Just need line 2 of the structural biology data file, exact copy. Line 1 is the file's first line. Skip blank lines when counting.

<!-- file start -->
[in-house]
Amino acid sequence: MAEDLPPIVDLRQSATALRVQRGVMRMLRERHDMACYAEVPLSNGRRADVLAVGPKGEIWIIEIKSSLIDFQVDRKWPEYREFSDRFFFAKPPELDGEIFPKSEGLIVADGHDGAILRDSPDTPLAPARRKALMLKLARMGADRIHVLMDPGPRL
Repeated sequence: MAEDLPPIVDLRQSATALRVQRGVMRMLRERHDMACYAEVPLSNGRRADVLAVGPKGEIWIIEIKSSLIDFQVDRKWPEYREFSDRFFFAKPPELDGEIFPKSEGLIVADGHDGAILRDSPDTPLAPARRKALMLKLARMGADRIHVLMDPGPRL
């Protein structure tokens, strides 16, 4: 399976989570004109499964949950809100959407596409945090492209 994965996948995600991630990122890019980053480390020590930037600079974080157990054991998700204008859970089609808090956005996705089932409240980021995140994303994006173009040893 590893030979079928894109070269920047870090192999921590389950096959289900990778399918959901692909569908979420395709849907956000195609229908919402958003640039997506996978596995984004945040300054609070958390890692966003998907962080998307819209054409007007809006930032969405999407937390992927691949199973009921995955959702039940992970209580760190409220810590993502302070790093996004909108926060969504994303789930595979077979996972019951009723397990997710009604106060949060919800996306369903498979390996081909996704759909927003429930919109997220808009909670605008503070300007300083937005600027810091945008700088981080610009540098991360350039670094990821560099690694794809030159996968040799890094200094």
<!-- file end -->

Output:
Amino acid sequence: MAEDLPPIVDLRQSATALRVQRGVMRMLRERHDMACYAEVPLSNGRRADVLAVGPKGEIWIIEIKSSLIDFQVDRKWPEYREFSDRFFFAKPPELDGEIFPKSEGLIVADGHDGAILRDSPDTPLAPARRKALMLKLARMGADRIHVLMDPGPRL